Optical freeforms are increasingly gaining interest for optical systems like telescopes and spectrometers. This is a key topic of discussions for many years; however, the manufacturing process of freeform optics remains a challenging task whose complexity derives from the missing symmetry in freeform surfaces.
Ultra-precise manufacturing with diamond tools is an appropriate method to realize optical freeforms. Aspherical off axis mirrors machined similar to freeform or classical freeform mirrors like anamorphic mirrors can be fabricated in a deterministic process by using reference structures and correction loops. Diamond machining offers an excellent technology to meet the requirements regarding small values of surface deviation and low tolerances of position accuracy. Nevertheless, the typical micro-roughness of approximately 5 nm rms and the periodic turning structure set the limitation for diamond machined surfaces. The surfaces fulfill requirements for application in the Near Infrared (NIR) and Infrared (IR) spectral ranges, respectively. For smoothing the periodic structure, the diamond turning is combined with post polishing techniques like MRF (Magnetorheological Finishing) or computer assisted polishing. Therefore, the aluminum mirror has to be coated with amorphous nickel-phosphorous or silicon. Thus, the specification of applications in the visible (VIS) spectral range is reached. This process chain is interesting for a growing number of multi- and hyperspectral imaging devices such as telescopes and spectrometers based on all reflective metal optics.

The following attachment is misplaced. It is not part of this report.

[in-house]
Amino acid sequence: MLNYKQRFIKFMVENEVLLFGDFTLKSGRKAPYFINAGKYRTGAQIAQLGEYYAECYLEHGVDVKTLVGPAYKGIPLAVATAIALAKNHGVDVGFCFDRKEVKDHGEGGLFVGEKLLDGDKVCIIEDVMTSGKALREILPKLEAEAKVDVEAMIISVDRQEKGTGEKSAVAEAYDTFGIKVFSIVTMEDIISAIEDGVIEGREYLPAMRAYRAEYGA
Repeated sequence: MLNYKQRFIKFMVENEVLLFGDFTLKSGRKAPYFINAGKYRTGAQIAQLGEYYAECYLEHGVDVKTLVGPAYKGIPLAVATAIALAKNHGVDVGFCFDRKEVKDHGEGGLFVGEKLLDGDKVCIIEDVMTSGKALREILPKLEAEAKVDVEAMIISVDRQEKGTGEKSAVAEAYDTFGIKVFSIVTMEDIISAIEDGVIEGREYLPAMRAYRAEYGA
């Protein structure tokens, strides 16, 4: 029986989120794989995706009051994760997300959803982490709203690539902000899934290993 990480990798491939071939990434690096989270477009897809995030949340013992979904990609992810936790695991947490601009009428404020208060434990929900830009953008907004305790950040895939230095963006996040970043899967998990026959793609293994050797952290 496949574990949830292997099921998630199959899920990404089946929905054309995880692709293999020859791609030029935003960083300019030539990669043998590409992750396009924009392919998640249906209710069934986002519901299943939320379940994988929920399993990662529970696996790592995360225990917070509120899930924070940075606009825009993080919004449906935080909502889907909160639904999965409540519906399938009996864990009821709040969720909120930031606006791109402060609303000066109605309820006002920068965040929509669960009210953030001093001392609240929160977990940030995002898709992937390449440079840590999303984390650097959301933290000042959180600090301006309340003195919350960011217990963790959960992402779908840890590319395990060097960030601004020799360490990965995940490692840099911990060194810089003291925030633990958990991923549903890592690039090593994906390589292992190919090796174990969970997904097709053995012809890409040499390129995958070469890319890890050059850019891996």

The paper summarizes the fabrication of an optical bench for a high resolution IR telescope, discusses the results of post polishing mirrors for VIS telescopes, and shows an efficient and easy snap-together alignment strategy. The optical function of the TMA demonstrator built is an afocal imaging for a Limb-Sounder Instrument with a magnification of 4.5:1. Besides the design and manufacturing approach, the snap-together integration of the optical bench is presented, too. The presentation is finished with a forecast of a freeform IR telescope based on anamorphic mirrors.